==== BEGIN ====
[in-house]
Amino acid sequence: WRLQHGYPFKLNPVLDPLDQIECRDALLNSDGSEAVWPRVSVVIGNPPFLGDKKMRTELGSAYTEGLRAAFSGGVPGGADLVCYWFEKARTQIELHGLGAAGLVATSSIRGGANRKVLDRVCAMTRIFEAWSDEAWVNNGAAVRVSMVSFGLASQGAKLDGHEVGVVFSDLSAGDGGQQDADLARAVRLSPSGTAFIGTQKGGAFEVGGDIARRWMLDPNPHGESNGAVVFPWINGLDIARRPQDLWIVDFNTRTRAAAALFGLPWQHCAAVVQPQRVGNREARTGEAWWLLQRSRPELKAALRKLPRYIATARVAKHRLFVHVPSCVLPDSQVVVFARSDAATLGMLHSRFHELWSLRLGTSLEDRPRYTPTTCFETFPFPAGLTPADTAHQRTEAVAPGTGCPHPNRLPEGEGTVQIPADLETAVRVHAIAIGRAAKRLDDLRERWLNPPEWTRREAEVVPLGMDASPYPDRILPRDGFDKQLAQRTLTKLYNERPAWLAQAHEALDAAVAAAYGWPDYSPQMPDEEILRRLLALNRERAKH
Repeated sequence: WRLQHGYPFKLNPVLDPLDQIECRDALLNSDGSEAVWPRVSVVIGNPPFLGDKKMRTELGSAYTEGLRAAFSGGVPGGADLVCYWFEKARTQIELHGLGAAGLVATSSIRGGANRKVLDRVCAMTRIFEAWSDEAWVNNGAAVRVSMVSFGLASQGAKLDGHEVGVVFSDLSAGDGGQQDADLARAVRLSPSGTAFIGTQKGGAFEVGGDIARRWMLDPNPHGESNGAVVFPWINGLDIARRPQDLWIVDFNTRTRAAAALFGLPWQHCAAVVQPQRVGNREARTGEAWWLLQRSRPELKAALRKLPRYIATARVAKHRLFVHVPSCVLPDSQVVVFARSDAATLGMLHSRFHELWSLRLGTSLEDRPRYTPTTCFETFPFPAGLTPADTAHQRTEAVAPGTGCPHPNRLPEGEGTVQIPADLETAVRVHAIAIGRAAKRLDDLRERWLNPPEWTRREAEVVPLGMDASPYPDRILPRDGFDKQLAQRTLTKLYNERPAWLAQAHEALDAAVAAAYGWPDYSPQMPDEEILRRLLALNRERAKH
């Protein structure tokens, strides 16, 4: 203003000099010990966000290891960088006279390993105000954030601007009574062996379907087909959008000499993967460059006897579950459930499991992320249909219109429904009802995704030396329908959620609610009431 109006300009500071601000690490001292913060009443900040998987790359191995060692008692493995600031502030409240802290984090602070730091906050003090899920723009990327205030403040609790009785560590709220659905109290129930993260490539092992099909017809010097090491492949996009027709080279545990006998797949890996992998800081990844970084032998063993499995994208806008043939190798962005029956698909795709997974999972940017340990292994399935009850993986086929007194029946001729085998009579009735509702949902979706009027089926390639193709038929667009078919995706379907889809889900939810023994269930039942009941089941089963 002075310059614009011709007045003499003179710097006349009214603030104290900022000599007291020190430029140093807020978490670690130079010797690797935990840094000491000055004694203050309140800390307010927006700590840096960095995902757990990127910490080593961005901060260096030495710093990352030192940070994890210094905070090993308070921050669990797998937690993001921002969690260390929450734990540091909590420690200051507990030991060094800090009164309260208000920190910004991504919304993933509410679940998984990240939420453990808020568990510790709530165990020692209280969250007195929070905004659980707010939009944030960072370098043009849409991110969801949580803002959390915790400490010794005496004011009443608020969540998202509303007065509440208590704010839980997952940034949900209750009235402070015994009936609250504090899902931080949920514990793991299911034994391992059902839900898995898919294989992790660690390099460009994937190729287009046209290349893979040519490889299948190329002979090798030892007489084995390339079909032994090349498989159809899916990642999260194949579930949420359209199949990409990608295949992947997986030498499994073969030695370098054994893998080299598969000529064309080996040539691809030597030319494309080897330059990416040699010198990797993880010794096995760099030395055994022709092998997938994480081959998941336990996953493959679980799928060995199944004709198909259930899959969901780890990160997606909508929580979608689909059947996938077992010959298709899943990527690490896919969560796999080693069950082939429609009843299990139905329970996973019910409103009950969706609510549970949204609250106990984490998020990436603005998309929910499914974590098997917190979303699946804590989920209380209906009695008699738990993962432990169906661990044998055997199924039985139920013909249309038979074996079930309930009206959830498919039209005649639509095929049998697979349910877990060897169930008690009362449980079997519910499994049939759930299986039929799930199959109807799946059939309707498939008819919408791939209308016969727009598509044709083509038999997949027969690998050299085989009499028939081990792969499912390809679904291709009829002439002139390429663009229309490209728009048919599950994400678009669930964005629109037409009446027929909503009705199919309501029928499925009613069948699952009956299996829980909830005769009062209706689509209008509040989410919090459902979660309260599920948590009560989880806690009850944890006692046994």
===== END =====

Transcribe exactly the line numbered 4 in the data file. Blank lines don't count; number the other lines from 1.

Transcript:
């Protein structure tokens, strides 16, 4: 203003000099010990966000290891960088006279390993105000954030601007009574062996379907087909959008000499993967460059006897579950459930499991992320249909219109429904009802995704030396329908959620609610009431 109006300009500071601000690490001292913060009443900040998987790359191995060692008692493995600031502030409240802290984090602070730091906050003090899920723009990327205030403040609790009785560590709220659905109290129930993260490539092992099909017809010097090491492949996009027709080279545990006998797949890996992998800081990844970084032998063993499995994208806008043939190798962005029956698909795709997974999972940017340990292994399935009850993986086929007194029946001729085998009579009735509702949902979706009027089926390639193709038929667009078919995706379907889809889900939810023994269930039942009941089941089963 002075310059614009011709007045003499003179710097006349009214603030104290900022000599007291020190430029140093807020978490670690130079010797690797935990840094000491000055004694203050309140800390307010927006700590840096960095995902757990990127910490080593961005901060260096030495710093990352030192940070994890210094905070090993308070921050669990797998937690993001921002969690260390929450734990540091909590420690200051507990030991060094800090009164309260208000920190910004991504919304993933509410679940998984990240939420453990808020568990510790709530165990020692209280969250007195929070905004659980707010939009944030960072370098043009849409991110969801949580803002959390915790400490010794005496004011009443608020969540998202509303007065509440208590704010839980997952940034949900209750009235402070015994009936609250504090899902931080949920514990793991299911034994391992059902839900898995898919294989992790660690390099460009994937190729287009046209290349893979040519490889299948190329002979090798030892007489084995390339079909032994090349498989159809899916990642999260194949579930949420359209199949990409990608295949992947997986030498499994073969030695370098054994893998080299598969000529064309080996040539691809030597030319494309080897330059990416040699010198990797993880010794096995760099030395055994022709092998997938994480081959998941336990996953493959679980799928060995199944004709198909259930899959969901780890990160997606909508929580979608689909059947996938077992010959298709899943990527690490896919969560796999080693069950082939429609009843299990139905329970996973019910409103009950969706609510549970949204609250106990984490998020990436603005998309929910499914974590098997917190979303699946804590989920209380209906009695008699738990993962432990169906661990044998055997199924039985139920013909249309038979074996079930309930009206959830498919039209005649639509095929049998697979349910877990060897169930008690009362449980079997519910499994049939759930299986039929799930199959109807799946059939309707498939008819919408791939209308016969727009598509044709083509038999997949027969690998050299085989009499028939081990792969499912390809679904291709009829002439002139390429663009229309490209728009048919599950994400678009669930964005629109037409009446027929909503009705199919309501029928499925009613069948699952009956299996829980909830005769009062209706689509209008509040989410919090459902979660309260599920948590009560989880806690009850944890006692046994």